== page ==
Apr 18 – 23, 2010
Casino Conference Centre
UTC timezone

Tritium (HTO) as a conservative tracer used for characterization of contaminant migration in porous rock environment

Not scheduled
20m
Casino Conference Centre

Casino Conference Centre

Reitenbergerova 4/95, Marianske Lazne, Czech Republic
Verbal Chemistry of Nuclear Fuel Cycle, Radiochemical Problems in Nuclear Waste Management

Speaker

Mrs Václava Havlová (Nuclear Research Institute Řež plc.)

Description

Chemical leaching of uranium in Northern Bohemia (Straz pod Ralskem) took place in between 1972 to 1996. Acid technology solutions, mainly consisting of sulphure acid (more than 4 mil tons), nitric acid, ammonia and fluoric acid, were pumped into uranium bearing layers and caused contamination of Cenomanian and Turonian water reservoirs. Cenomanian aquifer containing U was contaminated by more than 5 mil tons of dissolved species, including mainly H2SO4, sulfates, Fe, Al, NH4. However, trace metals are also presented in a broad range of mobile species – e.g. Th, As, V, Mn, Tl and be both released and migrate within contaminated aquifer and neighbouring layers. Contaminant migration within different layers must be considered during evaluation of measures and methodologies to be used during remediation process. Target rock layers include both porous „friable“ sandstones with permeability coefficient up to 10 5 m/s (majority of contamination) and upper „fucoid“ sandstones, containing more impermeable clay and organic fraction with permeability coefficient from 10-8 to 10 7 m/s. Diffusion transport of potential contaminants is expected to dominate mainly within fucoid sandstone layers. In presented study 3H (HTO) was used as a conservative tracer in order to study diffusion of non-sorbing, i.e. the most mobile contaminants, within porous environment saturated with groundwater. The through-diffusion technique was used for different samples, including both friable and fucoid sandstones. Breakthrough curves were evaluated using GOLDSIM diffusion module (NRI Rez/CTU), enabling to take into account the unsteady boundary condition in the inlet reservoir. Although the determined values of effective diffusion coefficient De fell into relatively narrow interval of (2.0•10-10 – 6.34•10-10) m2.s-1, the dependence of tracer diffusion through sandstone sample on rock properties could be distinguished. It was found that 3H diffusion rate was dependent on pore size distribution, even though the total porosity of different samples did not differ significantly (22-27 % range), and furthermore on mineral content. Kaolinite was finally identified as the main influencing factor for species diffusion rate within sandstone as its content in pores results in different pore size distribution. In samples with higher content of kaolinite (max. 16 %) mainly pores with small size were observed in which tracer diffusion movement was slowed down, and vice versa. Moreover, this phenomenon influences also out-diffusion process of species/contaminants, retained in sandstone samples: faster out-leaching was observed for samples with lower kaolinite content and larger pores.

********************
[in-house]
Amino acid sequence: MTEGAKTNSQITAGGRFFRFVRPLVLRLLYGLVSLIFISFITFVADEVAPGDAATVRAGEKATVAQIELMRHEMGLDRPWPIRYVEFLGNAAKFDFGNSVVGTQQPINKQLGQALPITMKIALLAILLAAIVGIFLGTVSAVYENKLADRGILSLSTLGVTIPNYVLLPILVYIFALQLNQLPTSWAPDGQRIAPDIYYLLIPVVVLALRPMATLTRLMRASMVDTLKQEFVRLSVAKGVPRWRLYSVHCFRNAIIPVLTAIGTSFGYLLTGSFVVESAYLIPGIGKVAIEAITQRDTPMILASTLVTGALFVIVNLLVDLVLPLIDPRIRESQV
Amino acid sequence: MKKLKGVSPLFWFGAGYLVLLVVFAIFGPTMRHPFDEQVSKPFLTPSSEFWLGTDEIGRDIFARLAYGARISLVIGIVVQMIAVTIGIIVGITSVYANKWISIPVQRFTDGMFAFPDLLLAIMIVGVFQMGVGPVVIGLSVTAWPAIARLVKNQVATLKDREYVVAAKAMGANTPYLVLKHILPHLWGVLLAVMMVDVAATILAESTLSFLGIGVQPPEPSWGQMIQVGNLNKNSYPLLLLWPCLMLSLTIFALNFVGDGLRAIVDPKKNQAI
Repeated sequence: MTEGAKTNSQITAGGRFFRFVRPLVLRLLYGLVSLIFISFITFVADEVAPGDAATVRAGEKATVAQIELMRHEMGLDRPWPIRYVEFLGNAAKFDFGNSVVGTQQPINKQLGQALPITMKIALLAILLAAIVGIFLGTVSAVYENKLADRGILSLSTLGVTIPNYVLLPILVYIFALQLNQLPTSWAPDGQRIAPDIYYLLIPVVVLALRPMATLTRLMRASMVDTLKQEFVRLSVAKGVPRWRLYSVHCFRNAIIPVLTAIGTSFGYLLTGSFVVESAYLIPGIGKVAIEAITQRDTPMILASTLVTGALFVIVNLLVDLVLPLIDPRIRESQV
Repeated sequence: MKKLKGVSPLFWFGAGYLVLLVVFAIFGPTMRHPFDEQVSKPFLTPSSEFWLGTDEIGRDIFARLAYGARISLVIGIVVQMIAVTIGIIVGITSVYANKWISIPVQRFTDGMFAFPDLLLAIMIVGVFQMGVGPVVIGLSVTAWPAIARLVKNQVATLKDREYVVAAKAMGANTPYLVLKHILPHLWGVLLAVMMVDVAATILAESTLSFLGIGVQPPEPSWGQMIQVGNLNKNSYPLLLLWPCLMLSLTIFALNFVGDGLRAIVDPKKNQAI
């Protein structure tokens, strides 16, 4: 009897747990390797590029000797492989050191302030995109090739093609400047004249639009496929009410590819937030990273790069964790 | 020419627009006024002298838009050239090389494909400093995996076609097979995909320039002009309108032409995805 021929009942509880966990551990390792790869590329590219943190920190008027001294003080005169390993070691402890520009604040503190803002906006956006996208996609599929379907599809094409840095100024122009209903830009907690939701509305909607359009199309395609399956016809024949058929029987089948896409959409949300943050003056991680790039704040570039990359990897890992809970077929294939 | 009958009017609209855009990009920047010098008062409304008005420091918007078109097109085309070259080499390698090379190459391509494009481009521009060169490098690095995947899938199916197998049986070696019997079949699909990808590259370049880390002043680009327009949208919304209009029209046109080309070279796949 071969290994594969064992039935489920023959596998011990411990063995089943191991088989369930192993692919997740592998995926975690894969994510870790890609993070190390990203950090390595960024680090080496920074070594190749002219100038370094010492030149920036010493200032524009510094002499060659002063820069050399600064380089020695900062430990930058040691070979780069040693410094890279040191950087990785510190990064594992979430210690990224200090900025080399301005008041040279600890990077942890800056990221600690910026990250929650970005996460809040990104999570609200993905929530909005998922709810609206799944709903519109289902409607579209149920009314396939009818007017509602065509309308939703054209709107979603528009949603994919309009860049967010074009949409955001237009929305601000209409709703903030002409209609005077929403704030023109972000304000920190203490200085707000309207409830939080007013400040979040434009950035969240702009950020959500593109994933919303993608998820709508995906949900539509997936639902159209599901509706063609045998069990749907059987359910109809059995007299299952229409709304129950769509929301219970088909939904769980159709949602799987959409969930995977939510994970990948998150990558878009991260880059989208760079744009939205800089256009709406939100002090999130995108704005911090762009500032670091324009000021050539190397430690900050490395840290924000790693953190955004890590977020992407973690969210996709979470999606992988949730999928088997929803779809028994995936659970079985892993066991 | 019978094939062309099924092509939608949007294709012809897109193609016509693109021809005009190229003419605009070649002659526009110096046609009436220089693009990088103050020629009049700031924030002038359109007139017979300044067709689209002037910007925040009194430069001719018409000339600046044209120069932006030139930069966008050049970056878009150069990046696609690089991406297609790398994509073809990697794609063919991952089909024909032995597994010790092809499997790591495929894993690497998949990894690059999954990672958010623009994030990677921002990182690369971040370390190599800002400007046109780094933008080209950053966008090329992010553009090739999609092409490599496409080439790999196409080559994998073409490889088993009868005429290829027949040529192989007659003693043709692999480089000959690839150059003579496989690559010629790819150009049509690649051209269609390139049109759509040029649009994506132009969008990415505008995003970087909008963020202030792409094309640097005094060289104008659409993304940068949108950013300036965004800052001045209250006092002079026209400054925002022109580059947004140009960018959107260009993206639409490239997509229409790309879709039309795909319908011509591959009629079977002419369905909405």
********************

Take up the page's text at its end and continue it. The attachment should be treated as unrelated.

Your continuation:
Primary author

Mrs Václava Havlová (Nuclear Research Institute Řež plc.)

Co-author

Mr Dušan Vopálka (Faculty of Nuclear Physics and Engineering, Czech Technical University, Prague)

Presentation materials